Hayride offers more than ghost of a chance for thrills


October 17, 2001|By Pat Brodowski | By Pat Brodowski,SPECIAL TO THE SUN

IN A FAR corner of Carroll County cursed by a Native American burial legend, a hayride through haunted back roads beckons the bold.

For the past seven years, Lineboro Volunteer Fire Department has transformed itself for three Thursdays, Fridays and Saturdays in October to reveal an alternative personality of the playfully gruesome kind.

Plenty of out-of-towners arrive to be shuttled through three miles of woods on a hayride not soon forgotten called "Bedlam in the Boro."

The not-so-bold can savor thrills while the sun still shines. This route of the not-so-scary, dubbed "The Bedlam Bypass," has been devised for children and will be held from 2 p.m. to 4 p.m. Saturday. Tickets are $3.

Most visitors want to scream their loudest in the deepest night.

Every six minutes, a hay wagon of Halloween thrill-seekers departs for the murky highroads of Lineboro. What they experience is not all grisly or frightening. Local legend tells of something afoul on Lineboro Ridge.

It's the tale of a cursed Native American chief. Decades ago, before Lineboro was a town, Chief Twenty Bones was buried with great ceremony surrounded by material wealth. After the ceremony, the grave was cursed by his medicine man, and Twenty Bones has been ill at ease since.

It has been said that two shadowy figures are seen in Lineboro, the figures of the chief in pursuit of Dream Bear, his medicine man. (The whole legend is recorded in Ghost and Legends of Carroll County by Jesse Glass Jr., and available at Carroll County Public Library.)

In Lineboro the volunteer firefighters have found a financial niche by creating a humorous Halloween of pretend atrocities.

Raising Bedlam is so popular, the Fire Department depends upon it as the annual major fund-raiser.

Haunted hayrides are offered Thursday, Friday and Saturday and Oct. 25, 26 and 27. Rides are held from 7 p.m. to 9 p.m. Thursdays, and 7 p.m. to 11 p.m. Fridays and Saturdays.

A carnival is offered during hayride hours and food platters are available starting at 6 p.m. and served until the last wagon tour pulls out.

Free entertainment will be offered from 6:30 p.m. to 10:30 p.m. Karaoke will be presented by Mike and Cindy on Friday, and the band High Noon will play Saturday.

Karaoke returns to the stage with New Star on Oct. 26, and the band Poison Whiskey will play Oct. 27.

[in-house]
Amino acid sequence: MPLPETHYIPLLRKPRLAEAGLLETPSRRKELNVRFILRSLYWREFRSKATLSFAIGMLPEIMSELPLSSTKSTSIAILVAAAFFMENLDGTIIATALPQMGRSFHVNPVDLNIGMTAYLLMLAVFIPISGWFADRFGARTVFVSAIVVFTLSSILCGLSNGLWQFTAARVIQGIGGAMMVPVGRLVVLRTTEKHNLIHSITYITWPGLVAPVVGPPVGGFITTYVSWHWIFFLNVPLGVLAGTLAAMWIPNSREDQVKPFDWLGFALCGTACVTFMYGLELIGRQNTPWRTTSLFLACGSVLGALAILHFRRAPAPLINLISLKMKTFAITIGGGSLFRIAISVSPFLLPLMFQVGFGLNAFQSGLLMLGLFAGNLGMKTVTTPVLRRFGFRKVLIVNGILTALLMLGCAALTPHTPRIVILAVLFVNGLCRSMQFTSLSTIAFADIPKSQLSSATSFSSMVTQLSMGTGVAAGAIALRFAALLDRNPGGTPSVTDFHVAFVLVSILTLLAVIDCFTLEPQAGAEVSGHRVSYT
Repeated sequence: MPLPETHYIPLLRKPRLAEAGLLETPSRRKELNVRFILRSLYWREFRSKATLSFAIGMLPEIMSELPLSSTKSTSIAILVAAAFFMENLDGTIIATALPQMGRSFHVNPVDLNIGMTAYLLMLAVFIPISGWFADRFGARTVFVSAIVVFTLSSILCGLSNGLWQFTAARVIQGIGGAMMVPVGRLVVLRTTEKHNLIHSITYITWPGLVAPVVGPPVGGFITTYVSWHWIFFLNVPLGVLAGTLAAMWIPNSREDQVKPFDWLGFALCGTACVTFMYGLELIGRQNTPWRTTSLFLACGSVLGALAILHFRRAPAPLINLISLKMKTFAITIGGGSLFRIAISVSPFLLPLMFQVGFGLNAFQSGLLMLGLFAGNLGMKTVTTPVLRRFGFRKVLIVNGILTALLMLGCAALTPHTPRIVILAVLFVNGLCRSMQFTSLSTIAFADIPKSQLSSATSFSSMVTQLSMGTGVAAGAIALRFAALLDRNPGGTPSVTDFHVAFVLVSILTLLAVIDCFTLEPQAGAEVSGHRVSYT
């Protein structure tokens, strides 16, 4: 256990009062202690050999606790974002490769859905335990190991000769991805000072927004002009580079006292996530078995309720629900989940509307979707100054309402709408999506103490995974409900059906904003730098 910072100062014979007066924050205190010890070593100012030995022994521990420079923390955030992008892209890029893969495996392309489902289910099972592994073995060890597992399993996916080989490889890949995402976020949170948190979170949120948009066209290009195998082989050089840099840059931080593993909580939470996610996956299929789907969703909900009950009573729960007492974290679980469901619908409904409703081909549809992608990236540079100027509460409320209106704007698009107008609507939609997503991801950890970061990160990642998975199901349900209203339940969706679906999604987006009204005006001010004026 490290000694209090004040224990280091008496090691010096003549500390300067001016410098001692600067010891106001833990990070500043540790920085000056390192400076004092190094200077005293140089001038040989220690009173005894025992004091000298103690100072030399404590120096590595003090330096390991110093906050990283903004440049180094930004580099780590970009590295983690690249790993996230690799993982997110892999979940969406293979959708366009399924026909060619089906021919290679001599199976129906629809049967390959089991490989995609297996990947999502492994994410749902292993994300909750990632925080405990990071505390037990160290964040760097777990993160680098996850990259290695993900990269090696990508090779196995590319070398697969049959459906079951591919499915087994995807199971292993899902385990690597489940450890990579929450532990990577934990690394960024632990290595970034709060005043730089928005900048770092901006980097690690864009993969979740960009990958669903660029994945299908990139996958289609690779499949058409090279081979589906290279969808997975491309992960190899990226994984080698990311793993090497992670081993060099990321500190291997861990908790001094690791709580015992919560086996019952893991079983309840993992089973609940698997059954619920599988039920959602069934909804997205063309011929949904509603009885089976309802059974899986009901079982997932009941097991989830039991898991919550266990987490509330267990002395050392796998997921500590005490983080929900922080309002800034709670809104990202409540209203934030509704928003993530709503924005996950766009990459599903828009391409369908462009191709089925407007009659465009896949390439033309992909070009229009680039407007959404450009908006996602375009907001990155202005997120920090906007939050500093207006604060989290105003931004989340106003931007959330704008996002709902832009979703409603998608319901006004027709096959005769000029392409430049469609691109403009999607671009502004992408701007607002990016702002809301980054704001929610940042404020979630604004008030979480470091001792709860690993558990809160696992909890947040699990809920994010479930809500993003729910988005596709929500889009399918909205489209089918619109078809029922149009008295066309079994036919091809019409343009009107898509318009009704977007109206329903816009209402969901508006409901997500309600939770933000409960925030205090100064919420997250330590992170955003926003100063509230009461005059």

Corporate sponsors of Bedlam in the Boro are BB&T, Kopp's Co. Inc., Adelphia and Teltronic of Baltimore.

Information: 410-239-4467.

Annual luncheon

Reservations are being taken for the annual luncheon meeting of North East Social Action Program Inc. Members and friends of local churches are invited.

The meeting will be held at noon Nov. 7 at Genova's Restaurant in North Carroll Shopping Center. The luncheon costs $10.

Reservations by Oct. 29: Linda Geers, 410-239-6216.

Blanket bee

Area students may earn community-service learning hours while sewing a blanket and taking part in a national awareness day. To celebrate "National Make a Difference Day" on Oct 27, blankets will be made from 10 a.m. to 3 p.m. in the cafeteria of North Carroll High School.

The North Carroll chapter of Project Linus is holding the "Blanket Bee." The project makes and distributes blankets to comfort sick and traumatized children in the community.

Participants should take a bag lunch. Beverages will be provided.

Donations of fabric, thread and yarn are appreciated.

Information: J. Walter, 410-374- 9741 or www.projectlinus.org

Good citizen award

Rebecca Zgorski, 11, was so moved by the tragedy Sept. 11 that she raised $1,000 to be sent to New York firefighters and police officers as part of a class project at Shiloh Middle School.

On Thursday, the time Rebecca spent raising the sum was recognized by the Hampstead Rotary Endowment Fund, which awarded her the club's Citizenship Award and a $100 savings bond.

Rebecca's parents, Kenneth and Joyce Zgorski of Finksburg, were at the school to see their daughter receive the award.

"She was very motivated," Joyce Zgorski said. "When the kids made fliers [in school], she walked up Main Street [in Westminster] and some companies donated. She called all her relatives."

Barbara Forrester, president of Hampstead Rotary, gave the award to Rebecca, and the presentation was televised at the school.

Hampstead Christmas village

Volunteers are sought to help with the Town of Hampstead Christmas Village of lighted displays and Santa Claus house.

Students who volunteer may earn student service learning hours.

The village opens Nov. 30 for weekend visits through Dec. 22.

To volunteer: Ken Wright, 410-239-7500.

Pat Brodowski's North neighborhood column appears each Wednesday in the Carroll County edition of The Sun.

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